The folks at LWi Custom Cabinets liked last month's blog post by Debra Blessman CPBD. (See Should you get competitive bids?) In fact, it spurred Joshua Cade to sit down and write a post for LWi's own blog about choosing a custom cabinetmaker. He agreed to let me re-publish it here for our Solluna Builders readers. Here's what Joshua has to say:
Always compare apples to apples. It’s an old saying, and one that still holds true.
In today’s faster and cheaper world, a lot of the most important decisions are based solely on price and how fast we can get it. Sometimes faster and cheaper is just that. When you’re comparing remote controls, you might stand there for 20 minutes looking at all the options before you decide. You pride yourself on finding the most bang for your buck, and move on. Maybe later you realize that you should have taken a little more time, and bought that one that was $5 more. We all do it, and usually end up buying twice.
Value and lowest price aren’t the same thing.
Whether you’re building a new home or remodeling your existing home, if you’re like most people, you have done your homework. You’ve looked at all the latest websites, schemed and dreamed, and come armed with a big book of ideas and plans. Taking all of those pictures and convenience hardware options and integrating them into your exact space isn’t easy. The cabinets in your home add beauty and function, and they get a lot of daily use, so it pays to take your time and make good choices.
Factors to consider when choosing a custom cabinet maker
Here are four factors to consider when choosing a custom cabinet maker:
Customer service is probably one of the most important considerations. If you’re waiting two weeks for a bid from one company, and another has already met you, provided samples and designs, and accurate pricing, then you shouldn’t keep waiting. The same way you’re waiting for a bid from that other cabinetmaker is likely how you’ll be waiting 6 weeks late on your cabinets, and then waiting again for them to come and do their punch work. There is a "serve" in customer service.
Find a cabinetmaker who wants your business and takes care of your needs and questions quickly and efficiently. Never overlook how you are treated just for the potential “savings."
What your cabinets are made out of and how they’re put together are important.
Do you want to save, say, $1,000 bucks but live with puttied nail holes that don’t match scattered across the face of your $15,000 dream kitchen?
Did you consider asking how the face frames will be attached? Get the cabinetmaker to explain it to you.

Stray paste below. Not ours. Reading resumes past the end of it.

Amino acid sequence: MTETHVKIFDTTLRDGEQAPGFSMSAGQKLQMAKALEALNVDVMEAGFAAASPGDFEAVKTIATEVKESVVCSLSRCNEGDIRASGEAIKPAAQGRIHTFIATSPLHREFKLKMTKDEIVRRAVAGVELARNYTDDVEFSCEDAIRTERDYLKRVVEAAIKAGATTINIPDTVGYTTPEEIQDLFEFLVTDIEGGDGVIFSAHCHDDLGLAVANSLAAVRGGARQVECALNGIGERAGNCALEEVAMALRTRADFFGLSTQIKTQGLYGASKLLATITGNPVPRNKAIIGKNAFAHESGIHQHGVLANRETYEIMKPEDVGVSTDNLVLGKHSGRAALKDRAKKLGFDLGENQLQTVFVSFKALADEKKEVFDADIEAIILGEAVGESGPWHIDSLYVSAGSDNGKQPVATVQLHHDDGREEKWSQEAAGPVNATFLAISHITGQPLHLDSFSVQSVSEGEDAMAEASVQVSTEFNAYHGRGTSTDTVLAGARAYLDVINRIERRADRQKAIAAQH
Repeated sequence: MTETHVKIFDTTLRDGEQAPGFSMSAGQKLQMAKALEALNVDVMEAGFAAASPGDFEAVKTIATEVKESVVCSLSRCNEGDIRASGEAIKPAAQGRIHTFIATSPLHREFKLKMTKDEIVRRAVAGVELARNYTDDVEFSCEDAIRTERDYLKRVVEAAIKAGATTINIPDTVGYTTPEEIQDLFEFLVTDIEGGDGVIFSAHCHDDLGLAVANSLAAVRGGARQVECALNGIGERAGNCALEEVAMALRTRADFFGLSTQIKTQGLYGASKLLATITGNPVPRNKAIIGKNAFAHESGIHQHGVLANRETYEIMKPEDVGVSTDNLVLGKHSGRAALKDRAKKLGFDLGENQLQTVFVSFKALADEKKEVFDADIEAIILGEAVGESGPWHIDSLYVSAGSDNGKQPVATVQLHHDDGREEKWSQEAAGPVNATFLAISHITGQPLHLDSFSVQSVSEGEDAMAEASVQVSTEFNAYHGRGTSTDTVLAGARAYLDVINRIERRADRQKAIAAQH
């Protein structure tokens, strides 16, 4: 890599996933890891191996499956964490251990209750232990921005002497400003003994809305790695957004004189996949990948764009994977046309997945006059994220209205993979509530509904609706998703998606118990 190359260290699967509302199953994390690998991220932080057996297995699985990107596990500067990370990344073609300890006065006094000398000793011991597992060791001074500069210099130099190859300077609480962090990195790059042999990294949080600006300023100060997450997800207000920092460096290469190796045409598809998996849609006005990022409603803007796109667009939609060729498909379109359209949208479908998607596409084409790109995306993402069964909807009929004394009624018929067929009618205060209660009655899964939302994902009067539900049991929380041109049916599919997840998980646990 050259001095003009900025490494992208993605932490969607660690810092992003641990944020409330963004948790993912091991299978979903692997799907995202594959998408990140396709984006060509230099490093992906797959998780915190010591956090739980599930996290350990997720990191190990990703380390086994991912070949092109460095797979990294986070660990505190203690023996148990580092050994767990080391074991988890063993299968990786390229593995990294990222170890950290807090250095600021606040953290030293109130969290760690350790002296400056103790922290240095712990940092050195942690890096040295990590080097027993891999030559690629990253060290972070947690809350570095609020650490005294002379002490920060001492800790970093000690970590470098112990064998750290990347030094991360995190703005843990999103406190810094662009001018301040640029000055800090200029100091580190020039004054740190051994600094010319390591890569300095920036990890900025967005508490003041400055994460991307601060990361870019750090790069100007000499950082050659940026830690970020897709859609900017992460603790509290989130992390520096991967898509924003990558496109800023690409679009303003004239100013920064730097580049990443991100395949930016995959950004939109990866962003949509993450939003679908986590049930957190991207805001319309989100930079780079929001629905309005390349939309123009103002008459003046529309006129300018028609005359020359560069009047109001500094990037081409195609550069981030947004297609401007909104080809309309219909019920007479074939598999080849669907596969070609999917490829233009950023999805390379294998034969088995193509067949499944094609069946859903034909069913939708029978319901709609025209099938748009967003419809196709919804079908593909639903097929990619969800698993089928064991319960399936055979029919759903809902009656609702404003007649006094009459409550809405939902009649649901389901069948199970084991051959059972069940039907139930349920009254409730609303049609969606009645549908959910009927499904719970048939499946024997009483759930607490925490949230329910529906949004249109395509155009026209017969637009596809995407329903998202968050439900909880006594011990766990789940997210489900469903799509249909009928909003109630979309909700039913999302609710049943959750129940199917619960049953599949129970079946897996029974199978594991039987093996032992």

Are you painting your cabinets? Check your quote. Are you being quoted “paint grade” by one company and “paint grade maple” by another? Most people don’t know that what’s specified as “paint grade” is usually a combination of wood species and man-made pressed board that could never take paint evenly. “Paint grade maple” is just that -- solid white maple. The nebulous combination of “paint grade” might save you a little money up front, but what are you going to have to live with?
You’ve put so much time and thought into your dream kitchen, don't pinch pennies when it comes to quality.
The most beautiful cabinets in the world can still be ruined by a poor finish, and the ugliest can be made beautiful by a good finish. The finish is really what you see when you look at cabinets.
Another choice you must make is whether to have the cabinets finished by the cabinetmaker, or finished on the job site. Are you really comparing the same things when you look at pre-finished and job-finished? The guys that painted your walls might charge less to put some stain or paint on your cabinets, but consider what that's going to look like in your home that you’ve worked so hard for. Wouldn’t you rather your project be finished in a dust-free controlled environment by experienced professionals using state of the art processes? You might save $500 having those painters “stain and finish” your cabinets, but who’s going to pay them to put the cabinets all back together when they’re through? How many options and samples do you think the wall painters will have for your unique finish? What is the finished product going to look like when you’re through, and isn’t it worth, say, an extra $500 to be happy with the finish?
Getting your new dream kitchen installed properly is probably the most crucial step. You’ve approved your designs and finishes and can’t wait to see what it all is going to REALLY look like.
Will the same craftsmen who designed and built your cabinets also install them? Some cabinet companies “sub out” their installs to other individuals whom you’ve never met and it's likely they've never seen your cabinets before the morning they arrive at your home.
Ask a lot of questions. Are you comparing a sub-out install to an employee install? Will your project manager be there to oversee the crew? Will the installers even speak your language? It might be a wash price-wise, but you can bet that if your cabinet price has installation as a separate line item, your cabinet install is being subbed-out to the lowest bidder.
Having the people who know your cabinets inside and out also install them not only saves you time, it also produces a better end result.
A better result is what you're looking for. So please take your time. Ask lots of questions. Ask the cabinetmaker to educate you and explain about his materials and techniques. Make good choices and you'll enjoy your beautiful cabinets for many years to come.